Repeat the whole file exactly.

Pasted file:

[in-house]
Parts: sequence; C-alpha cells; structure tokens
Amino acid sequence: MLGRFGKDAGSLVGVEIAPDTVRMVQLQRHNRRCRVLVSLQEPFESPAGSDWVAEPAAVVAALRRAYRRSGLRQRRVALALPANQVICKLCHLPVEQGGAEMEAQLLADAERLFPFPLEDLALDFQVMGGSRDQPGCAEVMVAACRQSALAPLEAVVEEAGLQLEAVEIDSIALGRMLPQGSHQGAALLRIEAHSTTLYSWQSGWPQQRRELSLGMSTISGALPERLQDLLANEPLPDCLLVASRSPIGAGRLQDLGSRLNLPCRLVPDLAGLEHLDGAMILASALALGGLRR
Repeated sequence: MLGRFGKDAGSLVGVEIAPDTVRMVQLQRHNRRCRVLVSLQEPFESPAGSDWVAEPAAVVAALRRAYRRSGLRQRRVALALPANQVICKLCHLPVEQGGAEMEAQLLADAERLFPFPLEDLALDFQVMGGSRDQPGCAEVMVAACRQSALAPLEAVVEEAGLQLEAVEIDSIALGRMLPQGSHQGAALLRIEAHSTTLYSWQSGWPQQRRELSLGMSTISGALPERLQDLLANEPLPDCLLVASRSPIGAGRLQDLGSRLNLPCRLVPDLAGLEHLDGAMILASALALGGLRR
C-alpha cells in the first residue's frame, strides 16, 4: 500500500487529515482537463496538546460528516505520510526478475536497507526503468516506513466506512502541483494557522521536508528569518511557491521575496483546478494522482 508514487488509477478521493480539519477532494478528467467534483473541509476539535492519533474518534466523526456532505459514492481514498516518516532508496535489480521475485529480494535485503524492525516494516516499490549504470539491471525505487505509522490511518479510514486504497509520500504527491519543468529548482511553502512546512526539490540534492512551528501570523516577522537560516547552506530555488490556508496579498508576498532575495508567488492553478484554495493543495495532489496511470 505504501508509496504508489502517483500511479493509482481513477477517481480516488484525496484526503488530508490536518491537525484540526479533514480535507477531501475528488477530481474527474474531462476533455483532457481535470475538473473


[in-house]
Parts: sequence; C-alpha cells; structure tokens
Amino acid sequence: MLGRFGKDAGSLVGVEIAPDTVRMVQLQRHNRRCRVLVSLQEPFESPAGSDWVAEPAAVVAALRRAYRRSGLRQRRVALALPANQVICKLCHLPVEQGGAEMEAQLLADAERLFPFPLEDLALDFQVMGGSRDQPGCAEVMVAACRQSALAPLEAVVEEAGLQLEAVEIDSIALGRMLPQGSHQGAALLRIEAHSTTLYSWQSGWPQQRRELSLGMSTISGALPERLQDLLANEPLPDCLLVASRSPIGAGRLQDLGSRLNLPCRLVPDLAGLEHLDGAMILASALALGGLRR
Repeated sequence: MLGRFGKDAGSLVGVEIAPDTVRMVQLQRHNRRCRVLVSLQEPFESPAGSDWVAEPAAVVAALRRAYRRSGLRQRRVALALPANQVICKLCHLPVEQGGAEMEAQLLADAERLFPFPLEDLALDFQVMGGSRDQPGCAEVMVAACRQSALAPLEAVVEEAGLQLEAVEIDSIALGRMLPQGSHQGAALLRIEAHSTTLYSWQSGWPQQRRELSLGMSTISGALPERLQDLLANEPLPDCLLVASRSPIGAGRLQDLGSRLNLPCRLVPDLAGLEHLDGAMILASALALGGLRR
C-alpha cells in the first residue's frame, strides 16, 4: 500500500487529515482537463496538546460528516505520510526478475536497507526503468516506513466506512502541483494557522521536508528569518511557491521575496483546478494522482 508514487488509477478521493480539519477532494478528467467534483473541509476539535492519533474518534466523526456532505459514492481514498516518516532508496535489480521475485529480494535485503524492525516494516516499490549504470539491471525505487505509522490511518479510514486504497509520500504527491519543468529548482511553502512546512526539490540534492512551528501570523516577522537560516547552506530555488490556508496579498508576498532575495508567488492553478484554495493543495495532489496511470 505504501508509496504508489502517483500511479493509482481513477477517481480516488484525496484526503488530508490536518491537525484540526479533514480535507477531501475528488477530481474527474474531462476533455483532457481535470475538473473